Toward a dynamical understanding of microbial communities
Laboratoire de Génétique de l’Evolution - Paul B. Rainey and Steven D. Quistad
Philosophical Transactions of the Royal Society - - doi.org/10.1098/rstb.2019.0248 - 2020
The challenge of moving beyond descriptions of microbial community composition to the point where understanding underlying eco-evolutionary dynamics emerges is daunting. While it is tempting to simplify through use of model communities composed of a small number of types, there is a risk that such strategies fail to capture processes that might be specific and intrinsic to complexity of the community itself. Here, we describe approaches that embrace this complexity and show that, in combination with metagenomic strategies, dynamical insight is increasingly possible. Arising from these studies is mounting evidence of rapid eco-evolutionary change among lineages and a sense that processes, particularly those mediated by horizontal gene transfer, not only are integral to system function, but are central to long-term persistence. That such dynamic, systems-level insight is now possible, means that the study and manipulation of microbial communities can move to new levels of inquiry.

Eco-evolutionary dynamics of nested Darwinian populations and the emergence of community-level heredity
Laboratoire de Génétique de l’Evolution - Guilhem Doulcier, Amaury Lambert, Silvia De Monte, Paul B Rainey
EcologyEvolutionary Biology - - DOI: 10.7554/eLife.53433 - 2020
Interactions among microbial cells can generate new chemistries and functions, but exploitation requires establishment of communities that reliably recapitulate community-level phenotypes. Using mechanistic mathematical models, we show how simple manipulations to population structure can exogenously impose Darwinian-like properties on communities. Such scaffolding causes communities to participate directly in the process of evolution by natural selection and drives the evolution of cell-level interactions to the point where, despite underlying stochasticity, derived communities give rise to offspring communities that faithfully re-establish parental phenotype. The mechanism is akin to a developmental process (developmental correction) that arises from density-dependent interactions among cells. Knowledge of ecological factors affecting evolution of developmental correction has implications for understanding the evolutionary origin of major egalitarian transitions, symbioses, and for top-down engineering of microbial communities.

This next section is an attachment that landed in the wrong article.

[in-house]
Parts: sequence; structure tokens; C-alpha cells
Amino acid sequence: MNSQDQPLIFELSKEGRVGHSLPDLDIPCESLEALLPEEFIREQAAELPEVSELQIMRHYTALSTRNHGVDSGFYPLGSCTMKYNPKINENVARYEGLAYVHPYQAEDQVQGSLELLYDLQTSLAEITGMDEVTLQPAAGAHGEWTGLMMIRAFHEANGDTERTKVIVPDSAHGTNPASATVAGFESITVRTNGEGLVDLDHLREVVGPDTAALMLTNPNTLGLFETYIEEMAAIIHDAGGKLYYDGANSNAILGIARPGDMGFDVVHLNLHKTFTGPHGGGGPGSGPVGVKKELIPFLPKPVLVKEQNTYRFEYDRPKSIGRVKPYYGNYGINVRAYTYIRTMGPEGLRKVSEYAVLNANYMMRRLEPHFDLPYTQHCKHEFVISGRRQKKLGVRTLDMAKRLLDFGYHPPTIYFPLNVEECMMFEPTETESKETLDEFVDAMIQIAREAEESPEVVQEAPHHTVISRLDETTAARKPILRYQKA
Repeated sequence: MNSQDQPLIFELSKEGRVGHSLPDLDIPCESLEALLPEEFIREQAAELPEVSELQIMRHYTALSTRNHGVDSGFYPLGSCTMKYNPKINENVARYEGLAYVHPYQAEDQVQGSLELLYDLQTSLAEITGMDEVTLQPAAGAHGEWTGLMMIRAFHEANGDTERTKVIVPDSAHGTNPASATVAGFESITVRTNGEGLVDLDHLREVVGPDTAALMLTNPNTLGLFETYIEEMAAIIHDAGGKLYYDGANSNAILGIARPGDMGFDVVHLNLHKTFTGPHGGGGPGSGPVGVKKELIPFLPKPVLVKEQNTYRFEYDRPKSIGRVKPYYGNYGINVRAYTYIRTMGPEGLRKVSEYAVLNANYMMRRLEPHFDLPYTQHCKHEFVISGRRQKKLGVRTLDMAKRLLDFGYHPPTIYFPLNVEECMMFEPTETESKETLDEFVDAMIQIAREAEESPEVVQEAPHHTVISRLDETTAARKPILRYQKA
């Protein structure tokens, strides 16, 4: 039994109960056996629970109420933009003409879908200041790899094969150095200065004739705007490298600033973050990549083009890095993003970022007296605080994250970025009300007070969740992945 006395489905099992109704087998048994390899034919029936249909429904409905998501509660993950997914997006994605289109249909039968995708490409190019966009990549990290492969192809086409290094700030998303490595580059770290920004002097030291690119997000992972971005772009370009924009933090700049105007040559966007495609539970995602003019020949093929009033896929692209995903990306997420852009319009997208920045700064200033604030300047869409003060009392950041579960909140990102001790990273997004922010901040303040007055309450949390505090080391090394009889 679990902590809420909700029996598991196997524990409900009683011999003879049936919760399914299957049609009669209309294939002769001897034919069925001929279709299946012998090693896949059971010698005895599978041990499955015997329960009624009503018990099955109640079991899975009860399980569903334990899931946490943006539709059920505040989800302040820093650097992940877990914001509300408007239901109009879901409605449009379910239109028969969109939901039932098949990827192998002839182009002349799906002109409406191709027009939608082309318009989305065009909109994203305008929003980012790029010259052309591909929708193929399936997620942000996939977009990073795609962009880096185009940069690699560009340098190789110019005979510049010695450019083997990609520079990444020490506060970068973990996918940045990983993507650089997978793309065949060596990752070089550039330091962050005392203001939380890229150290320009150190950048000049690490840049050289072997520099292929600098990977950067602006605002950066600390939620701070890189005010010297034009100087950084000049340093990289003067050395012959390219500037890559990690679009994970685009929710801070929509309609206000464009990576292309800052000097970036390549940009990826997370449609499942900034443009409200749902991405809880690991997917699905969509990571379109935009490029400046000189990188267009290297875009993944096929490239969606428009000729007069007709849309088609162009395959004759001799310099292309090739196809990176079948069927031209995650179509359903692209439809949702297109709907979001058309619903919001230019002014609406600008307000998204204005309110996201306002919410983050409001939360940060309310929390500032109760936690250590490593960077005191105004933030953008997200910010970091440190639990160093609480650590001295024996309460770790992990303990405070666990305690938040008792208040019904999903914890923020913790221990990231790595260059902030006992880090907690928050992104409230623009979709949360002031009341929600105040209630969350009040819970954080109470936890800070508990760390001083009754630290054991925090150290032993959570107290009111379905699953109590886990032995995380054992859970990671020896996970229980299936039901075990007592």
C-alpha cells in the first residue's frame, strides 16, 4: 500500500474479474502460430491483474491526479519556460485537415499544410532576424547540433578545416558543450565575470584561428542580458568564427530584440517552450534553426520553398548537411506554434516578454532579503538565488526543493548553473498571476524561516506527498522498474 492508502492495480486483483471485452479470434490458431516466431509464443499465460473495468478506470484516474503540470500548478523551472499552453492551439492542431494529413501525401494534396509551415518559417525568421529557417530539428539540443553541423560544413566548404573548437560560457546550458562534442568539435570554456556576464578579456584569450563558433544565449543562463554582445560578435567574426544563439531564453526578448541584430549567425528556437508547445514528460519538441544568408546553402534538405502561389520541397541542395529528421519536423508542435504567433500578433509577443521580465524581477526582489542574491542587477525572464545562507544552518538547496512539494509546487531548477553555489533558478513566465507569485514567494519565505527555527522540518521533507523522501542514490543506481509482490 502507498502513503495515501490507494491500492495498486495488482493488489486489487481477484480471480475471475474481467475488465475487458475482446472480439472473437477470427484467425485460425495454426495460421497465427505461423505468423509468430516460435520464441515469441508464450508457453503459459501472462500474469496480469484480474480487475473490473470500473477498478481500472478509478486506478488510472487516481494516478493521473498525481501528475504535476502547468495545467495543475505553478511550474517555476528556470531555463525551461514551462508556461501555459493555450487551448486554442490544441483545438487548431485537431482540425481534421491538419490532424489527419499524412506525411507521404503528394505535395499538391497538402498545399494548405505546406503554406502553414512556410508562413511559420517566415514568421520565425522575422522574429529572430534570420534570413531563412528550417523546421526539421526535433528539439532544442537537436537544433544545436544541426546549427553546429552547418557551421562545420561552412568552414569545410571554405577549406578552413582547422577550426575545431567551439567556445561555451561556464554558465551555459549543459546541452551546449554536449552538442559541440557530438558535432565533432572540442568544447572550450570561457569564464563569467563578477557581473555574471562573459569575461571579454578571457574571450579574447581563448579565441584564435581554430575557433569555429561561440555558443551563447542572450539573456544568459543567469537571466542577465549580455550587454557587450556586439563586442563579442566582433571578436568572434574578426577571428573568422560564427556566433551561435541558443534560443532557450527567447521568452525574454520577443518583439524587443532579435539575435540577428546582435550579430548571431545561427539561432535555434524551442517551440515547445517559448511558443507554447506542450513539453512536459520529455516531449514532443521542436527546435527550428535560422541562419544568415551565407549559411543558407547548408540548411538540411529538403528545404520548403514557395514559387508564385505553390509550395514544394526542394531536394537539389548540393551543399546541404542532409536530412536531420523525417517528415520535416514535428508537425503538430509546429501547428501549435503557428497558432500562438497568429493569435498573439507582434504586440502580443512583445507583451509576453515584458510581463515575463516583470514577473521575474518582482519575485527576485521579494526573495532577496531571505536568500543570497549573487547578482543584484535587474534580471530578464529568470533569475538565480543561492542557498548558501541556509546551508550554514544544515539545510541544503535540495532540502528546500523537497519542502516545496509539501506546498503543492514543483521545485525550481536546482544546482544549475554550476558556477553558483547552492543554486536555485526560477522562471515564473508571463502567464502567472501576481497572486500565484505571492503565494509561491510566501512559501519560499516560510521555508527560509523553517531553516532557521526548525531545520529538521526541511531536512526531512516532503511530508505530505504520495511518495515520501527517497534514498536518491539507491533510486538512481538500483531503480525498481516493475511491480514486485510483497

Ecological scaffolding and the evolution of individuality
Laboratoire de Génétique de l’Evolution - Andrew J. Black, Pierrick Bourrat & Paul B. Rainey
Nature Ecology & Evolution - 4 426–436 - doi.org/10.1038/s41559-019-1086-9 - 2020
Evolutionary transitions in individuality are central to the emergence of biological complexity. Recent experiments provide glimpses of processes underpinning the transition from single cells to multicellular life and draw attention to the critical role of ecology. Here, we emphasize this ecological dimension and argue that its current absence from theoretical frameworks hampers development of general explanatory solutions. Using mechanistic mathematical models, we show how a minimal ecological structure comprising patchily distributed resources and between-patch dispersal can scaffold Darwinian-like properties on collectives of cells. This scaffolding causes cells to participate directly in the process of evolution by natural selection as if they were members of multicellular collectives, with collectives participating in a death–birth process arising from the interplay between the timing of dispersal events and the rate of resource use by cells. When this timescale is sufficiently long and new collectives are founded by single cells, collectives experience conditions that favour evolution of a reproductive division of labour. Together our simple model makes explicit key events in the major evolutionary transition to multicellularity. It also makes predictions concerning the life history of certain pathogens and serves as an ecological recipe for experimental realization of evolutionary transitions.